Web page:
objectives: We aimed to determine whether diffusion kurtosis imaging (DKI) analysis with the breath-hold technique can replace liver function results obtained from laboratory tests. methods: Patients (n = 79) suspected of having a hepatobiliary disease, and control group without liver diseases (n = 15) were examined with non-Gaussian diffusion-weighted imaging using a 3.0 T magnetic resonance imaging unit. Based on the findings of DKI, various blood serum parameters, including the indocyanine green (ICG) retention rate 15 min after an intravenous injection of ICG (ICG-R15) and mean kurtosis values and Child–Pugh and albumin–bilirubin (ALBI) scores, were calculated. In total, 17 patients were tested using ICG-R15. For evaluating liver function, correlations between the mean kurtosis value and the Child–Pugh score, ALBI score, and ICG-R15 value as indicators of liver function obtained from blood data were assessed using Spearman’s rank correlation. In apparent diffusion coefficient as well, we assessed correlations with these indicators. results: The mean kurtosis value correlated with the Child–Pugh score (Spearman’s rank-correlation coefficient, ρ = 0.3992; p < 0.0001). Moreover, the mean kurtosis value revealed a correlation with the ICG-R15 value (Spearman’s rank-correlation coefficient, ρ = 0.5972; p = 0.00114). The correlation between the mean kurtosis value and the ALBI score was the poorest among these (Spearman’s rank-correlation coefficient, ρ = 0.3395; p = 0.0008). conclusion: Liver function correlating with the Child–Pugh score and ICG-R15 value can be quantitatively estimated using the mean kurtosis value obtained from DKI analysis. DKI analysis with the breath-hold technique can be used to determine liver function instead of performing laboratory tests. advances in knowledge: Previous studies have not evaluated liver function in vivo using DKI.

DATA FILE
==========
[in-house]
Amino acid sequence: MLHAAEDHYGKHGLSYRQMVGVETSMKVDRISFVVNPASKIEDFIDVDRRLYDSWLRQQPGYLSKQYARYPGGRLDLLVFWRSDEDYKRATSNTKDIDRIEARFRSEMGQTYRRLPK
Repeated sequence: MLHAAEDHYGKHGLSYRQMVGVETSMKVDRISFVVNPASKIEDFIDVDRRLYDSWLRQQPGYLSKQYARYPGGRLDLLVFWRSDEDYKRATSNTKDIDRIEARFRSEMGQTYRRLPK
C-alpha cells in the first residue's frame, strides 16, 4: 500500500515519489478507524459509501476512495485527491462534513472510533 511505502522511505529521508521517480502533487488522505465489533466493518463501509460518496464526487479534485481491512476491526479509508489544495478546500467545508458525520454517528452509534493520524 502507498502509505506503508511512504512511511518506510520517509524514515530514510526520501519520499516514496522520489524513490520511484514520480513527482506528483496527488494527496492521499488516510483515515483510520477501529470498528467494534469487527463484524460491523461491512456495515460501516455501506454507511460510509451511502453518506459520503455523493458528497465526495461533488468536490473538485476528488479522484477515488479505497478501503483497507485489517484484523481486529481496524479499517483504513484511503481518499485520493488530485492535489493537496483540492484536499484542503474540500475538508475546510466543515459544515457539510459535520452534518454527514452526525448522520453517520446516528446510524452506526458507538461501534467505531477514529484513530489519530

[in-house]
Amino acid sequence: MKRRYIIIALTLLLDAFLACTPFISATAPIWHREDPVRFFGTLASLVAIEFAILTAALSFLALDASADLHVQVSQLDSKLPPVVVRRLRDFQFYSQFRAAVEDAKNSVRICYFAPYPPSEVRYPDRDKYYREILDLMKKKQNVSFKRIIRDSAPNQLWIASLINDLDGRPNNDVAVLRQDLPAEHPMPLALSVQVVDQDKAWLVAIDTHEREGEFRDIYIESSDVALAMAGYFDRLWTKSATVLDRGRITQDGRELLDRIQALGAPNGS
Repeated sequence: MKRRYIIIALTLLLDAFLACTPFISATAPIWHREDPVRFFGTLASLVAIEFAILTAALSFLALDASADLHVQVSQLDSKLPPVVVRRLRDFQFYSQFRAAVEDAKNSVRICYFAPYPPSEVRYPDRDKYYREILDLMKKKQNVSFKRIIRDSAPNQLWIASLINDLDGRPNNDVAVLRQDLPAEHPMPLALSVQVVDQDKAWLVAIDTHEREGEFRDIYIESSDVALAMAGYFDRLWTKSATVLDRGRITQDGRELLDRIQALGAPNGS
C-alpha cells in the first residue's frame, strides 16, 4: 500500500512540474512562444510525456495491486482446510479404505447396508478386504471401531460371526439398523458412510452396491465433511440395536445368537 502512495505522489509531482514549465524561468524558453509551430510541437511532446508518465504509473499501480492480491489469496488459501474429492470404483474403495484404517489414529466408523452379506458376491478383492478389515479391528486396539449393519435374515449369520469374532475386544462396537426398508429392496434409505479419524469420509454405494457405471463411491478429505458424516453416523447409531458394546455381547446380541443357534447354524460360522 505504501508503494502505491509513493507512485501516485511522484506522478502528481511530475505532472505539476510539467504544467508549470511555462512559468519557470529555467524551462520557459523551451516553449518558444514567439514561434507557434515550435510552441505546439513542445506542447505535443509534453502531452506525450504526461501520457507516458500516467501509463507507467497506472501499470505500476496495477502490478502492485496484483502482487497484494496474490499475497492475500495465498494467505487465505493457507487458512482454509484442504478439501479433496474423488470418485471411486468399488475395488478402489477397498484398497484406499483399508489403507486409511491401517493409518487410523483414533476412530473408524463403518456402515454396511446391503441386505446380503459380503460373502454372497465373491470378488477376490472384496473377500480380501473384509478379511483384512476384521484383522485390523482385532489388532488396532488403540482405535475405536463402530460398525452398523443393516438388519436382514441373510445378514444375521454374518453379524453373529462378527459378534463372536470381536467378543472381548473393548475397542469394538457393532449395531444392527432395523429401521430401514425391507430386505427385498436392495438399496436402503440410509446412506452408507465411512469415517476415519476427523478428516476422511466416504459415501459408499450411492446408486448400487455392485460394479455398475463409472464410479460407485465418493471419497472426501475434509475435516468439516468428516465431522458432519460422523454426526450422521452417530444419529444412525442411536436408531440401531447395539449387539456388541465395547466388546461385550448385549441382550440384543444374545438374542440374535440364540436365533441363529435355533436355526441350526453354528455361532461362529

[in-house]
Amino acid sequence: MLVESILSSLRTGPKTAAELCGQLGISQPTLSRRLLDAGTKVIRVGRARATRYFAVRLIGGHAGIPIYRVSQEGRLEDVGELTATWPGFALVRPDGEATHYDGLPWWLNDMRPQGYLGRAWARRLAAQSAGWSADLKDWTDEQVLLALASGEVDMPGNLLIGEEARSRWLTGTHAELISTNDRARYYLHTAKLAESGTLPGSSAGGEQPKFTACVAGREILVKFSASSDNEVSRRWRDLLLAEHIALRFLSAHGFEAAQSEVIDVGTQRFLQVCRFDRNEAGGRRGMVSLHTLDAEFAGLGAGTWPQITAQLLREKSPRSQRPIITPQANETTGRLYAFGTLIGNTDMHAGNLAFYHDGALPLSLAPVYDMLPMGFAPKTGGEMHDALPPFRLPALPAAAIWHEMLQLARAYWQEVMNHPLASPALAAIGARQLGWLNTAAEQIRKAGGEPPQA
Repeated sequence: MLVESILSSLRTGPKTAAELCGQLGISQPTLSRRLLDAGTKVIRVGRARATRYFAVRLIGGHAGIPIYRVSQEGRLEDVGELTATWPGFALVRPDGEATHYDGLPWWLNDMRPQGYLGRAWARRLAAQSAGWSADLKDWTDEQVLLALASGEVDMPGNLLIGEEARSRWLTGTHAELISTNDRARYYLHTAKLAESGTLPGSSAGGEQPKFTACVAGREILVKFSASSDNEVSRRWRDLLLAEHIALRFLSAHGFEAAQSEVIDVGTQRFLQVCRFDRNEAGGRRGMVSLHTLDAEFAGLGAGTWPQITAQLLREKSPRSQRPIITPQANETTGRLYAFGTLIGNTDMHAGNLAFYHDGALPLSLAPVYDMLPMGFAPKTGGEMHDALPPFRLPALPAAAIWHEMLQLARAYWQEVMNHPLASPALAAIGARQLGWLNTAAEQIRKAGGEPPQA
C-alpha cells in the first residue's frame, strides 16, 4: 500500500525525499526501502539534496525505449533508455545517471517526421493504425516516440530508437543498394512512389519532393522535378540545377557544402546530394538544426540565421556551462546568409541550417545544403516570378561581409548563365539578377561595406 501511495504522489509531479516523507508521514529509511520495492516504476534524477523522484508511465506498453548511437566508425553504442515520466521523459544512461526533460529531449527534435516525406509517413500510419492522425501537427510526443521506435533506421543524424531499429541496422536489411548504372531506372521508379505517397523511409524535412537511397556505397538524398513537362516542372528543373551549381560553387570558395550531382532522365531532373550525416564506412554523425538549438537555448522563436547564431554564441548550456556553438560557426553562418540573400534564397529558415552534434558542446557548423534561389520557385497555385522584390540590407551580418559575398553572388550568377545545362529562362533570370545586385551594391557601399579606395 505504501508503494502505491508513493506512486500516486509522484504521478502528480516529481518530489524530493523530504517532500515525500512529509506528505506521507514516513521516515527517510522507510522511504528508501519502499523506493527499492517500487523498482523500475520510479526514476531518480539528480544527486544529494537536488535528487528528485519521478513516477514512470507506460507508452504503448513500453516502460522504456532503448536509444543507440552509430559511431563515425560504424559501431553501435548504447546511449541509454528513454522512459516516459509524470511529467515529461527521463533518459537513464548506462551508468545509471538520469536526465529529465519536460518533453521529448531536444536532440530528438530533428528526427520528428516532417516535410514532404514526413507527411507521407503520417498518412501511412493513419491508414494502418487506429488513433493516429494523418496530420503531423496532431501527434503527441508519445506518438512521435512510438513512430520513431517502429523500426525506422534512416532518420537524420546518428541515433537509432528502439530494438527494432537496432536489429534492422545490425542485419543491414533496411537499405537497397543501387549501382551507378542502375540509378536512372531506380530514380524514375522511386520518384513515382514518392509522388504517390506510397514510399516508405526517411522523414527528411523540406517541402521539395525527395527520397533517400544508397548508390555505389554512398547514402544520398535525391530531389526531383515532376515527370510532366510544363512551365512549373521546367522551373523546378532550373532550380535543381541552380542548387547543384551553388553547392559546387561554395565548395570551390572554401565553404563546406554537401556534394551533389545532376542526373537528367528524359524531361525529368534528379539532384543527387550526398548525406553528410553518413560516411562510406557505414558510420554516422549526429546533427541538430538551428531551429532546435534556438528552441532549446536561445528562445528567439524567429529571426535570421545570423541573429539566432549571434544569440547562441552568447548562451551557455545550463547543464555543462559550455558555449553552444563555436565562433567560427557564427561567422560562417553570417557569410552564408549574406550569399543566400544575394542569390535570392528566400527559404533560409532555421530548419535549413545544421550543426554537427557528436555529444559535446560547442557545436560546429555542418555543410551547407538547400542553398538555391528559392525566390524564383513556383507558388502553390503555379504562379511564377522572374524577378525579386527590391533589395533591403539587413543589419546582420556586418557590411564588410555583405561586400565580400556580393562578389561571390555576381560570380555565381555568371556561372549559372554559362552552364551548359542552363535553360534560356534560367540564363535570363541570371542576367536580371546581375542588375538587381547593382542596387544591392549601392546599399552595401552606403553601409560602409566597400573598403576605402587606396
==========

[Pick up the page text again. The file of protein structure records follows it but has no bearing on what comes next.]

All Science Journal Classification (ASJC) codes
- Radiology Nuclear Medicine and imaging